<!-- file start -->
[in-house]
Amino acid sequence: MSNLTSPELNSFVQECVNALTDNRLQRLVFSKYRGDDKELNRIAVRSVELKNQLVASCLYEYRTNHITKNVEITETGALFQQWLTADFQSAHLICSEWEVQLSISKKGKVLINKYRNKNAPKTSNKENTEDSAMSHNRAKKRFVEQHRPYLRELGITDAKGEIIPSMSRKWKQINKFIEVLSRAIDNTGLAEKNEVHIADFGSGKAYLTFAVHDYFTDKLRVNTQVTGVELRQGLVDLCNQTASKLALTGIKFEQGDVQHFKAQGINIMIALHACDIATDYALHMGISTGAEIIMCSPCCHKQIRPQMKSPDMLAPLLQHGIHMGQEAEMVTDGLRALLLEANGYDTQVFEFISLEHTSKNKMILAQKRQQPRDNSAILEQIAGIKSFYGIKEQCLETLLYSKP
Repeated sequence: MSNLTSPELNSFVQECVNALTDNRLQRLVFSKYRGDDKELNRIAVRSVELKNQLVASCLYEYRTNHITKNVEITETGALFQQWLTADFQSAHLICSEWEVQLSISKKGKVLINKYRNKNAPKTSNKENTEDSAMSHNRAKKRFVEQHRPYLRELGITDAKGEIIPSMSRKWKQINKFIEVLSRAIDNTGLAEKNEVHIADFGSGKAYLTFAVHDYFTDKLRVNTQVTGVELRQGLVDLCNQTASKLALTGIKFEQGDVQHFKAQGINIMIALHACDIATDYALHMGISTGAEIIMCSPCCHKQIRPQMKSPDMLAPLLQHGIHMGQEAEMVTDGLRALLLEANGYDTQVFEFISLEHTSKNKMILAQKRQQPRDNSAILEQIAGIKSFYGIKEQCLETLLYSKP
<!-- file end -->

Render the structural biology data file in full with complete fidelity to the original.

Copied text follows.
[in-house]
Amino acid sequence: MSNLTSPELNSFVQECVNALTDNRLQRLVFSKYRGDDKELNRIAVRSVELKNQLVASCLYEYRTNHITKNVEITETGALFQQWLTADFQSAHLICSEWEVQLSISKKGKVLINKYRNKNAPKTSNKENTEDSAMSHNRAKKRFVEQHRPYLRELGITDAKGEIIPSMSRKWKQINKFIEVLSRAIDNTGLAEKNEVHIADFGSGKAYLTFAVHDYFTDKLRVNTQVTGVELRQGLVDLCNQTASKLALTGIKFEQGDVQHFKAQGINIMIALHACDIATDYALHMGISTGAEIIMCSPCCHKQIRPQMKSPDMLAPLLQHGIHMGQEAEMVTDGLRALLLEANGYDTQVFEFISLEHTSKNKMILAQKRQQPRDNSAILEQIAGIKSFYGIKEQCLETLLYSKP
Repeated sequence: MSNLTSPELNSFVQECVNALTDNRLQRLVFSKYRGDDKELNRIAVRSVELKNQLVASCLYEYRTNHITKNVEITETGALFQQWLTADFQSAHLICSEWEVQLSISKKGKVLINKYRNKNAPKTSNKENTEDSAMSHNRAKKRFVEQHRPYLRELGITDAKGEIIPSMSRKWKQINKFIEVLSRAIDNTGLAEKNEVHIADFGSGKAYLTFAVHDYFTDKLRVNTQVTGVELRQGLVDLCNQTASKLALTGIKFEQGDVQHFKAQGINIMIALHACDIATDYALHMGISTGAEIIMCSPCCHKQIRPQMKSPDMLAPLLQHGIHMGQEAEMVTDGLRALLLEANGYDTQVFEFISLEHTSKNKMILAQKRQQPRDNSAILEQIAGIKSFYGIKEQCLETLLYSKP